Robot race cars and AI
What robots driving cars can tell us about artificial intelligence. Ed Butler speaks to Bryn Balcombe, chief strategy officer of the autonomous vehicle project Roborace. Gary Marcus, professor of psychology at New York University, explains why he thinks AI development is fundamentally limited. Yoshua Bengio, professor of computer science at the University of Montreal in Canada, gives a defence. Producer: Laurence Knight (Photo: A Roborace robot-driven car in action on the track, Credit: Getty Images)...

Robot race cars and AI
What robots driving cars can tell us about artificial intelligence. Ed Butler speaks to Bryn Balcombe, chief strategy officer of the autonomous vehicle project Roborace. Gary Marcus, professor of psychology at New York University, explains why he thinks AI development is fundamentally limited. Yoshua Bengio, professor of computer science at the University of Montreal in Canada, gives a defence. (Photo: A Roborace robot-driven car in action on the track, Credit: Getty Images)...


Trading tinned fish and powdered milk
How economies spring up in extreme places from refugee camps to prisons. Ed Butler speaks to economist Richard Davies, author of a new book called Extreme Economies, who describes the economic activity in extreme places, from a Syrian refugee camp in Jordan to one of the toughest prisons in the world, in the United States. Former US prisoner Lester Young fill us in on how to trade behind bars. (Photo: A prison in Louisiana State Penitentiary, Credit: Getty Images)...

Whom should the corporation serve?
Should shareholders come first? Or should companies also serve their employees, customers, and society in general? Ed Butler explores the growing backlash against "shareholder primacy" - the idea espoused in the 1970s by economist Milton Friedman that businesses should only care about maximising the bottom line for the benefit of their investors, and that other stakeholders' interests should not be their prerogative. He speaks to Lenore Palladino, economics professor at the University of Massachusetts Amh...

Whom should the corporation serve?
Should shareholders come first? Or should companies also serve their employees, customers, and society in general? Ed Butler explores the growing backlash against "shareholder primacy" - the idea espoused in the 1970s by economist Milton Friedman that businesses should only care about maximising the bottom line for the benefit of their investors, and that other stakeholders' interests should not be their prerogative. He speaks to Lenore Palladino, economics professor at the University of Massachusetts Amh...


Africa's mobile credit revolution
Will the roll out of online lending stimulate economic boom or just a credit binge in Africa? Ed Butler speaks to many of the businesspeople providing the continent with much needed banking services via mobile phones. They are optimistic that financial inclusion for small businesses, farmers and rural consumers could stimulate much faster economic growth. But is there a dark side to the sudden availability of east loans? The programme includes interviews with Matthew Davie, chief strategy officer at the U...

The cost of sending money home
Why it's time to start paying attention to the global remittances industry. Ed Butler speaks to Monica, a nurse from the Philippines working in the UK - one of millions of people around the world who regularly send money back to their families abroad. Dilip Ratha from the World Bank describes the scale of the money flows, and the persistently high costs of international money transfers. Ralph Chami from the IMF highlights the challenges such big inflows of cash can have on developing countries. And Elena No...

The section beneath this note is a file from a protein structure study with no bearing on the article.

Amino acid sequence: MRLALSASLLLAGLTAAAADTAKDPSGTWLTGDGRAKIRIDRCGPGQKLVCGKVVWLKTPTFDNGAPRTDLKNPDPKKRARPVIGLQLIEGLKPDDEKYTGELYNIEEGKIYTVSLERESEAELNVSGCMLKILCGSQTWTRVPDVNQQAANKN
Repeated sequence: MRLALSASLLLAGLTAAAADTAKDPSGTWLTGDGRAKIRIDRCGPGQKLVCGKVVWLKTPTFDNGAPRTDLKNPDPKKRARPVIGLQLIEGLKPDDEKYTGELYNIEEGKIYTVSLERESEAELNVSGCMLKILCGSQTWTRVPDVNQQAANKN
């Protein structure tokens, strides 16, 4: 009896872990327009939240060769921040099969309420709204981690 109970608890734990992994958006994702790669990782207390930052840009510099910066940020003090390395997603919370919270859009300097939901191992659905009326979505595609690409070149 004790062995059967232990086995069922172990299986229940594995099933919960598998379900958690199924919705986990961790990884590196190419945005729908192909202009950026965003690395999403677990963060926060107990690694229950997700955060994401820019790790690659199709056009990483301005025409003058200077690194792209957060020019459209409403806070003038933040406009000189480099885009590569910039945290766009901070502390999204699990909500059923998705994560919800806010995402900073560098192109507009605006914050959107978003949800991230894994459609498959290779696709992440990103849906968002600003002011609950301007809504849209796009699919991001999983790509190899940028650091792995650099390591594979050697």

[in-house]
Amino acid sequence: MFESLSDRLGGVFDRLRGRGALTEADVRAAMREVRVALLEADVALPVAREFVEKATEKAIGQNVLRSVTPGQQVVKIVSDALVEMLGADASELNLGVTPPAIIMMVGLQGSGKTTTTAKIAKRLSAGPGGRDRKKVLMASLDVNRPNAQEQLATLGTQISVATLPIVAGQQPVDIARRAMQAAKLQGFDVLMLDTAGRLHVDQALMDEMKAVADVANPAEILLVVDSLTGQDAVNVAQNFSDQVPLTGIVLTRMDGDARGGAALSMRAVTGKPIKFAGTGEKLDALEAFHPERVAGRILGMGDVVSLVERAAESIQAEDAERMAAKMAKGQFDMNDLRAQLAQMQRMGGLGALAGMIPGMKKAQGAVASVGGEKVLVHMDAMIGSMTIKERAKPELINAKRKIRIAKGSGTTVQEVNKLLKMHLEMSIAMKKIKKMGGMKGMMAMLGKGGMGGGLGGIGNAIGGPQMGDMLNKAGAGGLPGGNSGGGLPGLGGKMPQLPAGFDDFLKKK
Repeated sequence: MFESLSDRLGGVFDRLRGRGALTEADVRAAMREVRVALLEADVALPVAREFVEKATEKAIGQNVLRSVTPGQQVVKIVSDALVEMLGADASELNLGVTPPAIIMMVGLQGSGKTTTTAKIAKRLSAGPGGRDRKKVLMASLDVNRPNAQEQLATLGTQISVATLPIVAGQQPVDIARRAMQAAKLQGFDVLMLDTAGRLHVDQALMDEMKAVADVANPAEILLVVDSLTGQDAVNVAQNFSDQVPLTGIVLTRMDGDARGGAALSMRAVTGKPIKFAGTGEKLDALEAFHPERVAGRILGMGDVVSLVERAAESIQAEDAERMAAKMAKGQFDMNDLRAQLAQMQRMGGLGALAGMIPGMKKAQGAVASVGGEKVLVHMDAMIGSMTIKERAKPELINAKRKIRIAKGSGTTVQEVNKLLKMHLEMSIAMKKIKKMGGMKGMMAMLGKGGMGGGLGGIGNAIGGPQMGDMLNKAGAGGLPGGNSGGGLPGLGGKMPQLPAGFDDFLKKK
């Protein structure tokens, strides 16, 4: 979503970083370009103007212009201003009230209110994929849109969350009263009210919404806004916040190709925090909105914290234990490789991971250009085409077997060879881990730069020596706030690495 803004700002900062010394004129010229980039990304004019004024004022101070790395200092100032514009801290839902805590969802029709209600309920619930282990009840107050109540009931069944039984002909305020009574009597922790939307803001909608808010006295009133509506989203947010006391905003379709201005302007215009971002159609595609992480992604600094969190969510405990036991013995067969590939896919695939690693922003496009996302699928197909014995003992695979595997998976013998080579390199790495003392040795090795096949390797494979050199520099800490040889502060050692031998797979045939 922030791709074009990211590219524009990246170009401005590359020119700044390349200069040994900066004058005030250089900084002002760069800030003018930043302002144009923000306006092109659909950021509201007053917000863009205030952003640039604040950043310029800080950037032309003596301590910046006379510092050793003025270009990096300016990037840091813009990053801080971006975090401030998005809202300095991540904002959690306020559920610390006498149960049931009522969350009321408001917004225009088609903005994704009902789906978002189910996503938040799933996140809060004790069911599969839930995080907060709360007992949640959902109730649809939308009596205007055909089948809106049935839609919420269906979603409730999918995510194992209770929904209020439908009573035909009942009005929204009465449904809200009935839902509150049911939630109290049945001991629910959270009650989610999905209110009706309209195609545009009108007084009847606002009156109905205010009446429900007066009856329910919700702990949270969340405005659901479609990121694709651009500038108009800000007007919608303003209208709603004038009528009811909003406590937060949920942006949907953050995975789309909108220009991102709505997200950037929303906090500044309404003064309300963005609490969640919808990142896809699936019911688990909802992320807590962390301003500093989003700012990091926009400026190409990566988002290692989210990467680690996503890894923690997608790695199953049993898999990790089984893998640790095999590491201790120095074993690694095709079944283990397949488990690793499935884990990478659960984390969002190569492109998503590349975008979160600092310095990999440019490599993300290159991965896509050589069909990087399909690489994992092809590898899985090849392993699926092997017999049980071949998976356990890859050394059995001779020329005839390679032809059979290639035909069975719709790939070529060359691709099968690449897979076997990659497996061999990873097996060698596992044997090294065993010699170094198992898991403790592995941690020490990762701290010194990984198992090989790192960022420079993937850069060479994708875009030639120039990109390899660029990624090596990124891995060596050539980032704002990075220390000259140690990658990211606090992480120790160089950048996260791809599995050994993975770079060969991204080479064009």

The cost of sending money home
Why it's time to start paying attention to the global remittances industry. Ed Butler speaks to Monica, a nurse from the Philippines working in the UK - one of millions of people around the world who regularly send money back to their families abroad. Dilip Ratha from the World Bank describes the scale of the money flows, and the persistently high costs of international money transfers. Ralph Chami from the IMF highlights the challenges such big inflows of cash can have on developing countries. And Elena No...


The cannabidiol craze
The cannabis extract CBD or cannabidiol is legal in many countries, and now it's finding its way into everything from soaps to cosmetics. But is it just a fad, and are its health claims bogus? Manuela Saragosa asks Harry Sumnall, professor in substance use at Liverpool John Moores University, whether it is true that CBD is not a psychoactive substance - unlike the more infamous cannabis extract THC. And is it true that it can be used to treat the symptoms of Alzheimer's, anxiety and cancer amongst others? ...

Going after Google
The attorneys general of 48 out of the 50 US states have come together to challenge the control of the search giant over what we buy or view online. Manuela Saragosa speaks to the BBC's technology correspondent Rory Cellan-Jones about why the US anti-trust authorities have decided to join their EU counterparts in taking on Google. Jonathan Tepper, author of the new book The Myth of Capitalism: Monopolies and the Death of Competition, takes us through the history and significance of anti-trust legislation....

Tackling the male fertility crisis
Sperm counts worldwide have been in steady decline for decades, and a group of tech start-ups are finally giving the problem attention. Manuela Saragosa speaks to the heads of two such companies: Tom Smith of Dadi Inc, which provides home kits for freezing sperm, and Mohamed Taha of Mojo Diagnostics, which is using artificial intelligence to make male fertility testing more reliable. Plus Mylene Yao of Univfy Inc, which focuses on female fertility, says she has noticed a generational shift in her clients' ...